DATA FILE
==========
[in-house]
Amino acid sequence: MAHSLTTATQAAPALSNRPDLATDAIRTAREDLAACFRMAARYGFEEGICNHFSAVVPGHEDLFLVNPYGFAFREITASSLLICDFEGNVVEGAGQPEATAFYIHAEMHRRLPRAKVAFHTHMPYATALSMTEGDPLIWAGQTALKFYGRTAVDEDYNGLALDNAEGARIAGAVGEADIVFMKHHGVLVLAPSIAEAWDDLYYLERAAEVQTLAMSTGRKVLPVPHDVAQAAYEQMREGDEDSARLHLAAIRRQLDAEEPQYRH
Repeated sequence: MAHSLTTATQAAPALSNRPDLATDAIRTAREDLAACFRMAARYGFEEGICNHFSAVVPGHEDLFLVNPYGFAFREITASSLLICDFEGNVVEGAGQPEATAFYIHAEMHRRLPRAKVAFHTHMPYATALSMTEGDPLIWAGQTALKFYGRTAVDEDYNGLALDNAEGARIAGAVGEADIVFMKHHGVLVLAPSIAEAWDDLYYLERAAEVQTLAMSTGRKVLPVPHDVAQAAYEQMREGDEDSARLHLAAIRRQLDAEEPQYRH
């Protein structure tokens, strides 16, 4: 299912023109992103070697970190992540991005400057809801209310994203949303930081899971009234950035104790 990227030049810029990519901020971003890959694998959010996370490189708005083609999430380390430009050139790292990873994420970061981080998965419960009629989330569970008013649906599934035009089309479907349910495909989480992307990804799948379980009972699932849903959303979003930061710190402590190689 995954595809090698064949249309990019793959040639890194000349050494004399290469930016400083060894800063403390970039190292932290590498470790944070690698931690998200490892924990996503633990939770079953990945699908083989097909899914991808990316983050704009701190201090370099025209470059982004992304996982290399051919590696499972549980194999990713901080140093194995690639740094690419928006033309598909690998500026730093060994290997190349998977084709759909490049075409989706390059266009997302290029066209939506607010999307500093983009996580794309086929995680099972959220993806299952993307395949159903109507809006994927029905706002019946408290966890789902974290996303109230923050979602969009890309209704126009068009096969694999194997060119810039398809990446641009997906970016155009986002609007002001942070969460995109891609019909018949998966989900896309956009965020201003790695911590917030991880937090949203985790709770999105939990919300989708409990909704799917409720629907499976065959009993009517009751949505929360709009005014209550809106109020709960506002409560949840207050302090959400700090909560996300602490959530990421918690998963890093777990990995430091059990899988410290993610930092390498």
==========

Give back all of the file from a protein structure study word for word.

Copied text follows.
[in-house]
Amino acid sequence: MAHSLTTATQAAPALSNRPDLATDAIRTAREDLAACFRMAARYGFEEGICNHFSAVVPGHEDLFLVNPYGFAFREITASSLLICDFEGNVVEGAGQPEATAFYIHAEMHRRLPRAKVAFHTHMPYATALSMTEGDPLIWAGQTALKFYGRTAVDEDYNGLALDNAEGARIAGAVGEADIVFMKHHGVLVLAPSIAEAWDDLYYLERAAEVQTLAMSTGRKVLPVPHDVAQAAYEQMREGDEDSARLHLAAIRRQLDAEEPQYRH
Repeated sequence: MAHSLTTATQAAPALSNRPDLATDAIRTAREDLAACFRMAARYGFEEGICNHFSAVVPGHEDLFLVNPYGFAFREITASSLLICDFEGNVVEGAGQPEATAFYIHAEMHRRLPRAKVAFHTHMPYATALSMTEGDPLIWAGQTALKFYGRTAVDEDYNGLALDNAEGARIAGAVGEADIVFMKHHGVLVLAPSIAEAWDDLYYLERAAEVQTLAMSTGRKVLPVPHDVAQAAYEQMREGDEDSARLHLAAIRRQLDAEEPQYRH
């Protein structure tokens, strides 16, 4: 299912023109992103070697970190992540991005400057809801209310994203949303930081899971009234950035104790 990227030049810029990519901020971003890959694998959010996370490189708005083609999430380390430009050139790292990873994420970061981080998965419960009629989330569970008013649906599934035009089309479907349910495909989480992307990804799948379980009972699932849903959303979003930061710190402590190689 995954595809090698064949249309990019793959040639890194000349050494004399290469930016400083060894800063403390970039190292932290590498470790944070690698931690998200490892924990996503633990939770079953990945699908083989097909899914991808990316983050704009701190201090370099025209470059982004992304996982290399051919590696499972549980194999990713901080140093194995690639740094690419928006033309598909690998500026730093060994290997190349998977084709759909490049075409989706390059266009997302290029066209939506607010999307500093983009996580794309086929995680099972959220993806299952993307395949159903109507809006994927029905706002019946408290966890789902974290996303109230923050979602969009890309209704126009068009096969694999194997060119810039398809990446641009997906970016155009986002609007002001942070969460995109891609019909018949998966989900896309956009965020201003790695911590917030991880937090949203985790709770999105939990919300989708409990909704799917409720629907499976065959009993009517009751949505929360709009005014209550809106109020709960506002409560949840207050302090959400700090909560996300602490959530990421918690998963890093777990990995430091059990899988410290993610930092390498």